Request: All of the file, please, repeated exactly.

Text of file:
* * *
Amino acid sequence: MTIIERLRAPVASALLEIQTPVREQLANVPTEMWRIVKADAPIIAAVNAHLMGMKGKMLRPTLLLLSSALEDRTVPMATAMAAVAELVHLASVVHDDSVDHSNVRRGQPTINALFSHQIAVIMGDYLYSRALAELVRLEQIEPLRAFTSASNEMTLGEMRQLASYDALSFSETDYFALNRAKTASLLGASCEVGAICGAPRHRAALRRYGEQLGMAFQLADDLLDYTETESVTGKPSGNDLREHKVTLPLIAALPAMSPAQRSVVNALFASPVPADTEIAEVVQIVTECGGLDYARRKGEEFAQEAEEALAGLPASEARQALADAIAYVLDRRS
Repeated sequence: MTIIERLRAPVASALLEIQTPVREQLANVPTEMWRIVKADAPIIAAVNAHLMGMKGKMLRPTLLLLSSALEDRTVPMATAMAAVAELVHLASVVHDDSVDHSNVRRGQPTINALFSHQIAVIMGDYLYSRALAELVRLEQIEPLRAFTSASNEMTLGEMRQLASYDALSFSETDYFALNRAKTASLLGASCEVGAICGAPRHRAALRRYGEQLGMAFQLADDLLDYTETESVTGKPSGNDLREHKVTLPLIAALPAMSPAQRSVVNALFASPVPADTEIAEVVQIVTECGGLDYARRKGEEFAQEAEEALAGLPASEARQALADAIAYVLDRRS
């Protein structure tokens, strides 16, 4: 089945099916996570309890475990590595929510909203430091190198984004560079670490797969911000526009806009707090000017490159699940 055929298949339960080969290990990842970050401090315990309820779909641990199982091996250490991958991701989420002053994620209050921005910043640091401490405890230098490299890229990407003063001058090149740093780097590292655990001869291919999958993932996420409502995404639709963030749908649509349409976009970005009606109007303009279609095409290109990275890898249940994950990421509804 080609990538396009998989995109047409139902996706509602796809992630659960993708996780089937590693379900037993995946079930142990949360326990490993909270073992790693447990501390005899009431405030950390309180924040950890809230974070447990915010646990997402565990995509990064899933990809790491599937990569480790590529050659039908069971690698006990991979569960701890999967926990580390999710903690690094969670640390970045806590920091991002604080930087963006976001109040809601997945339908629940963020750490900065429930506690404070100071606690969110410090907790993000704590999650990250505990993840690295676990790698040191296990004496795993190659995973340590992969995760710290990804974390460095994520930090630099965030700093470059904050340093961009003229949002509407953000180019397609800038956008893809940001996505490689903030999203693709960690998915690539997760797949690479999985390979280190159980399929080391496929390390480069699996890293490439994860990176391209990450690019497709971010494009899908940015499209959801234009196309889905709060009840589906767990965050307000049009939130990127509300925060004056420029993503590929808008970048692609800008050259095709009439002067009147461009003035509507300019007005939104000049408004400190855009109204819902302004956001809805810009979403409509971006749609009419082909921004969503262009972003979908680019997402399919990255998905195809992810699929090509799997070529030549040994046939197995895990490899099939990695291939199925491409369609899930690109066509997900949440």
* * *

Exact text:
Amino acid sequence: MTIIERLRAPVASALLEIQTPVREQLANVPTEMWRIVKADAPIIAAVNAHLMGMKGKMLRPTLLLLSSALEDRTVPMATAMAAVAELVHLASVVHDDSVDHSNVRRGQPTINALFSHQIAVIMGDYLYSRALAELVRLEQIEPLRAFTSASNEMTLGEMRQLASYDALSFSETDYFALNRAKTASLLGASCEVGAICGAPRHRAALRRYGEQLGMAFQLADDLLDYTETESVTGKPSGNDLREHKVTLPLIAALPAMSPAQRSVVNALFASPVPADTEIAEVVQIVTECGGLDYARRKGEEFAQEAEEALAGLPASEARQALADAIAYVLDRRS
Repeated sequence: MTIIERLRAPVASALLEIQTPVREQLANVPTEMWRIVKADAPIIAAVNAHLMGMKGKMLRPTLLLLSSALEDRTVPMATAMAAVAELVHLASVVHDDSVDHSNVRRGQPTINALFSHQIAVIMGDYLYSRALAELVRLEQIEPLRAFTSASNEMTLGEMRQLASYDALSFSETDYFALNRAKTASLLGASCEVGAICGAPRHRAALRRYGEQLGMAFQLADDLLDYTETESVTGKPSGNDLREHKVTLPLIAALPAMSPAQRSVVNALFASPVPADTEIAEVVQIVTECGGLDYARRKGEEFAQEAEEALAGLPASEARQALADAIAYVLDRRS
């Protein structure tokens, strides 16, 4: 089945099916996570309890475990590595929510909203430091190198984004560079670490797969911000526009806009707090000017490159699940 055929298949339960080969290990990842970050401090315990309820779909641990199982091996250490991958991701989420002053994620209050921005910043640091401490405890230098490299890229990407003063001058090149740093780097590292655990001869291919999958993932996420409502995404639709963030749908649509349409976009970005009606109007303009279609095409290109990275890898249940994950990421509804 080609990538396009998989995109047409139902996706509602796809992630659960993708996780089937590693379900037993995946079930142990949360326990490993909270073992790693447990501390005899009431405030950390309180924040950890809230974070447990915010646990997402565990995509990064899933990809790491599937990569480790590529050659039908069971690698006990991979569960701890999967926990580390999710903690690094969670640390970045806590920091991002604080930087963006976001109040809601997945339908629940963020750490900065429930506690404070100071606690969110410090907790993000704590999650990250505990993840690295676990790698040191296990004496795993190659995973340590992969995760710290990804974390460095994520930090630099965030700093470059904050340093961009003229949002509407953000180019397609800038956008893809940001996505490689903030999203693709960690998915690539997760797949690479999985390979280190159980399929080391496929390390480069699996890293490439994860990176391209990450690019497709971010494009899908940015499209959801234009196309889905709060009840589906767990965050307000049009939130990127509300925060004056420029993503590929808008970048692609800008050259095709009439002067009147461009003035509507300019007005939104000049408004400190855009109204819902302004956001809805810009979403409509971006749609009419082909921004969503262009972003979908680019997402399919990255998905195809992810699929090509799997070529030549040994046939197995895990490899099939990695291939199925491409369609899930690109066509997900949440």